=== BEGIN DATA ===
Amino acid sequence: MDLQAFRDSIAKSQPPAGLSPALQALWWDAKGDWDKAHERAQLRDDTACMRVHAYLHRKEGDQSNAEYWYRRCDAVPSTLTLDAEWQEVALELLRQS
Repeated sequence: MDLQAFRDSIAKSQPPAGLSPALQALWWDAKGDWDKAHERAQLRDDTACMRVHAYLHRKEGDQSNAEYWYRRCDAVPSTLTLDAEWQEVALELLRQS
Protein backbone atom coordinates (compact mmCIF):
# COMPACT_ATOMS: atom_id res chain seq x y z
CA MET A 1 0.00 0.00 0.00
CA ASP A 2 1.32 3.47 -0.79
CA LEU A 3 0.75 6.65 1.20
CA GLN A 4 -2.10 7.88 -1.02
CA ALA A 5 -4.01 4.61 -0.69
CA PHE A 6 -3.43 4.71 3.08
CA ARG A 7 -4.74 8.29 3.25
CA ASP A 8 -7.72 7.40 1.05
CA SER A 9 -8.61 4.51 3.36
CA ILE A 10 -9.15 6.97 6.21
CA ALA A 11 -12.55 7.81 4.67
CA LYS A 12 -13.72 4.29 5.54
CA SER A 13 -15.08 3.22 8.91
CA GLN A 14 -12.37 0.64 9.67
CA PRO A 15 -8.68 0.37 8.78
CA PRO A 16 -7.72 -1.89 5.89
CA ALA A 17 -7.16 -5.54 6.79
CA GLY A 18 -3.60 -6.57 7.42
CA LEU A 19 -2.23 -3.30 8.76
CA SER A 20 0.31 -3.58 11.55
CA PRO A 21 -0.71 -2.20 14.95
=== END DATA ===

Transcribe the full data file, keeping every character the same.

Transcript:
Amino acid sequence: MDLQAFRDSIAKSQPPAGLSPALQALWWDAKGDWDKAHERAQLRDDTACMRVHAYLHRKEGDQSNAEYWYRRCDAVPSTLTLDAEWQEVALELLRQS
Repeated sequence: MDLQAFRDSIAKSQPPAGLSPALQALWWDAKGDWDKAHERAQLRDDTACMRVHAYLHRKEGDQSNAEYWYRRCDAVPSTLTLDAEWQEVALELLRQS
Protein backbone atom coordinates (compact mmCIF):
# COMPACT_ATOMS: atom_id res chain seq x y z
CA MET A 1 0.00 0.00 0.00
CA ASP A 2 1.32 3.47 -0.79
CA LEU A 3 0.75 6.65 1.20
CA GLN A 4 -2.10 7.88 -1.02
CA ALA A 5 -4.01 4.61 -0.69
CA PHE A 6 -3.43 4.71 3.08
CA ARG A 7 -4.74 8.29 3.25
CA ASP A 8 -7.72 7.40 1.05
CA SER A 9 -8.61 4.51 3.36
CA ILE A 10 -9.15 6.97 6.21
CA ALA A 11 -12.55 7.81 4.67
CA LYS A 12 -13.72 4.29 5.54
CA SER A 13 -15.08 3.22 8.91
CA GLN A 14 -12.37 0.64 9.67
CA PRO A 15 -8.68 0.37 8.78
CA PRO A 16 -7.72 -1.89 5.89
CA ALA A 17 -7.16 -5.54 6.79
CA GLY A 18 -3.60 -6.57 7.42
CA LEU A 19 -2.23 -3.30 8.76
CA SER A 20 0.31 -3.58 11.55
CA PRO A 21 -0.71 -2.20 14.95